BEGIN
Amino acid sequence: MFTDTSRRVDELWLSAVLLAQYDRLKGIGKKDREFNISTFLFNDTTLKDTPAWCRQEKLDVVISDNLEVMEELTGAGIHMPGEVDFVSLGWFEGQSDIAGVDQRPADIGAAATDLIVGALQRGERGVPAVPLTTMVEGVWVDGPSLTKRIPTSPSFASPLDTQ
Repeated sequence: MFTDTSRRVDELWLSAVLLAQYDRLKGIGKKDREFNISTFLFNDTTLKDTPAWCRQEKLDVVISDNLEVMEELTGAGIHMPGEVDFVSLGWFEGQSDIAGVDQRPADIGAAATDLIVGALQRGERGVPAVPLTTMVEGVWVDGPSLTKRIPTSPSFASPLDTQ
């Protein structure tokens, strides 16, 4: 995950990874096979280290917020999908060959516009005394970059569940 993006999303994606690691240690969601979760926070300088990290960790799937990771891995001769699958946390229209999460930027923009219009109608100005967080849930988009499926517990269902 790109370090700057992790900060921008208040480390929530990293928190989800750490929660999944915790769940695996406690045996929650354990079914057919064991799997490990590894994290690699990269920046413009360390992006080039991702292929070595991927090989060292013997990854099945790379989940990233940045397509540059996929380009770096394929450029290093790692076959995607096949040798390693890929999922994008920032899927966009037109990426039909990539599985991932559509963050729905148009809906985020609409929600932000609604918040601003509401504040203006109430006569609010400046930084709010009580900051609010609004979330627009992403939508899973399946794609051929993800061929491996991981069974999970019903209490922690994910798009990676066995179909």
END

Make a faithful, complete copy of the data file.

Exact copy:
Amino acid sequence: MFTDTSRRVDELWLSAVLLAQYDRLKGIGKKDREFNISTFLFNDTTLKDTPAWCRQEKLDVVISDNLEVMEELTGAGIHMPGEVDFVSLGWFEGQSDIAGVDQRPADIGAAATDLIVGALQRGERGVPAVPLTTMVEGVWVDGPSLTKRIPTSPSFASPLDTQ
Repeated sequence: MFTDTSRRVDELWLSAVLLAQYDRLKGIGKKDREFNISTFLFNDTTLKDTPAWCRQEKLDVVISDNLEVMEELTGAGIHMPGEVDFVSLGWFEGQSDIAGVDQRPADIGAAATDLIVGALQRGERGVPAVPLTTMVEGVWVDGPSLTKRIPTSPSFASPLDTQ
């Protein structure tokens, strides 16, 4: 995950990874096979280290917020999908060959516009005394970059569940 993006999303994606690691240690969601979760926070300088990290960790799937990771891995001769699958946390229209999460930027923009219009109608100005967080849930988009499926517990269902 790109370090700057992790900060921008208040480390929530990293928190989800750490929660999944915790769940695996406690045996929650354990079914057919064991799997490990590894994290690699990269920046413009360390992006080039991702292929070595991927090989060292013997990854099945790379989940990233940045397509540059996929380009770096394929450029290093790692076959995607096949040798390693890929999922994008920032899927966009037109990426039909990539599985991932559509963050729905148009809906985020609409929600932000609604918040601003509401504040203006109430006569609010400046930084709010009580900051609010609004979330627009992403939508899973399946794609051929993800061929491996991981069974999970019903209490922690994910798009990676066995179909």